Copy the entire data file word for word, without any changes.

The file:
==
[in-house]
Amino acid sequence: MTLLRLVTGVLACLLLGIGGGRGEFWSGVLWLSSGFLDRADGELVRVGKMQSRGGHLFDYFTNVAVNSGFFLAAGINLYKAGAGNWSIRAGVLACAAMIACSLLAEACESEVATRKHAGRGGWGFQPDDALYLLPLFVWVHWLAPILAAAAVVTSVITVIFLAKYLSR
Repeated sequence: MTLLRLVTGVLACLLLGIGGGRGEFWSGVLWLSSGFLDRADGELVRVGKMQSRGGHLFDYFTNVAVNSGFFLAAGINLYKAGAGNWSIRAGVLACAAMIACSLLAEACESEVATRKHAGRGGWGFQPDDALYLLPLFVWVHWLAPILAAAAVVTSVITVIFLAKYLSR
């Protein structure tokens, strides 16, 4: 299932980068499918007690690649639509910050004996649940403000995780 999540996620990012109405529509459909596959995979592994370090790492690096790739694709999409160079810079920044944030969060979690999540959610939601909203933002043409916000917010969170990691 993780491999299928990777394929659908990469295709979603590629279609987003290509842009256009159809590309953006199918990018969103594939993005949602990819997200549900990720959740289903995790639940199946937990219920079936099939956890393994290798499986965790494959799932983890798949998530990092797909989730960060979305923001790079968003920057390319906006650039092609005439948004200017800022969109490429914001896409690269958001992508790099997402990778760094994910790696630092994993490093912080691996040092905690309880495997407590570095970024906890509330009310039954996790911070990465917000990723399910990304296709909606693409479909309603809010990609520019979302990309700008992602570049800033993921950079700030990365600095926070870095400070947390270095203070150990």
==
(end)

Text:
[in-house]
Amino acid sequence: MTLLRLVTGVLACLLLGIGGGRGEFWSGVLWLSSGFLDRADGELVRVGKMQSRGGHLFDYFTNVAVNSGFFLAAGINLYKAGAGNWSIRAGVLACAAMIACSLLAEACESEVATRKHAGRGGWGFQPDDALYLLPLFVWVHWLAPILAAAAVVTSVITVIFLAKYLSR
Repeated sequence: MTLLRLVTGVLACLLLGIGGGRGEFWSGVLWLSSGFLDRADGELVRVGKMQSRGGHLFDYFTNVAVNSGFFLAAGINLYKAGAGNWSIRAGVLACAAMIACSLLAEACESEVATRKHAGRGGWGFQPDDALYLLPLFVWVHWLAPILAAAAVVTSVITVIFLAKYLSR
């Protein structure tokens, strides 16, 4: 299932980068499918007690690649639509910050004996649940403000995780 999540996620990012109405529509459909596959995979592994370090790492690096790739694709999409160079810079920044944030969060979690999540959610939601909203933002043409916000917010969170990691 993780491999299928990777394929659908990469295709979603590629279609987003290509842009256009159809590309953006199918990018969103594939993005949602990819997200549900990720959740289903995790639940199946937990219920079936099939956890393994290798499986965790494959799932983890798949998530990092797909989730960060979305923001790079968003920057390319906006650039092609005439948004200017800022969109490429914001896409690269958001992508790099997402990778760094994910790696630092994993490093912080691996040092905690309880495997407590570095970024906890509330009310039954996790911070990465917000990723399910990304296709909606693409479909309603809010990609520019979302990309700008992602570049800033993921950079700030990365600095926070870095400070947390270095203070150990």